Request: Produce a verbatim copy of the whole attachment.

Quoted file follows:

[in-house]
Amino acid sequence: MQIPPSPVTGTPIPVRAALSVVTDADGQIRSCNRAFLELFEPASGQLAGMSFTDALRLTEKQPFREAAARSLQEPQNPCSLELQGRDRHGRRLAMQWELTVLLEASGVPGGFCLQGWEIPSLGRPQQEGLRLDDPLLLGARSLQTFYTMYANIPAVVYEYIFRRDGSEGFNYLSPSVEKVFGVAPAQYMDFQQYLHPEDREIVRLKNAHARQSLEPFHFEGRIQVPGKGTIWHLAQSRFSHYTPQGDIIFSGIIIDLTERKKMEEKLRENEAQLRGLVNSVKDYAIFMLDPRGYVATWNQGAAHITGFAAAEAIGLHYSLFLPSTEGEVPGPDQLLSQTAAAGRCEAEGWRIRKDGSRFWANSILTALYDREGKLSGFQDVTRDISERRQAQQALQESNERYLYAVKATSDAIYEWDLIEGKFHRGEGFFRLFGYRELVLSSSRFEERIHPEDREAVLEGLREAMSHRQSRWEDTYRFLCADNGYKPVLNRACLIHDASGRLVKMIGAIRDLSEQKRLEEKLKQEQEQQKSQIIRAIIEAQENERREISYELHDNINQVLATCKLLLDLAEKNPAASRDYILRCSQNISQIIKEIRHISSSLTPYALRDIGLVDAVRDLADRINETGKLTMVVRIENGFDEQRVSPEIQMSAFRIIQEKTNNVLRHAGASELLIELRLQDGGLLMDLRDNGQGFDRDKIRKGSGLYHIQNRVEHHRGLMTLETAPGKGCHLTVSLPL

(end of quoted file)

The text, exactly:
[in-house]
Amino acid sequence: MQIPPSPVTGTPIPVRAALSVVTDADGQIRSCNRAFLELFEPASGQLAGMSFTDALRLTEKQPFREAAARSLQEPQNPCSLELQGRDRHGRRLAMQWELTVLLEASGVPGGFCLQGWEIPSLGRPQQEGLRLDDPLLLGARSLQTFYTMYANIPAVVYEYIFRRDGSEGFNYLSPSVEKVFGVAPAQYMDFQQYLHPEDREIVRLKNAHARQSLEPFHFEGRIQVPGKGTIWHLAQSRFSHYTPQGDIIFSGIIIDLTERKKMEEKLRENEAQLRGLVNSVKDYAIFMLDPRGYVATWNQGAAHITGFAAAEAIGLHYSLFLPSTEGEVPGPDQLLSQTAAAGRCEAEGWRIRKDGSRFWANSILTALYDREGKLSGFQDVTRDISERRQAQQALQESNERYLYAVKATSDAIYEWDLIEGKFHRGEGFFRLFGYRELVLSSSRFEERIHPEDREAVLEGLREAMSHRQSRWEDTYRFLCADNGYKPVLNRACLIHDASGRLVKMIGAIRDLSEQKRLEEKLKQEQEQQKSQIIRAIIEAQENERREISYELHDNINQVLATCKLLLDLAEKNPAASRDYILRCSQNISQIIKEIRHISSSLTPYALRDIGLVDAVRDLADRINETGKLTMVVRIENGFDEQRVSPEIQMSAFRIIQEKTNNVLRHAGASELLIELRLQDGGLLMDLRDNGQGFDRDKIRKGSGLYHIQNRVEHHRGLMTLETAPGKGCHLTVSLPL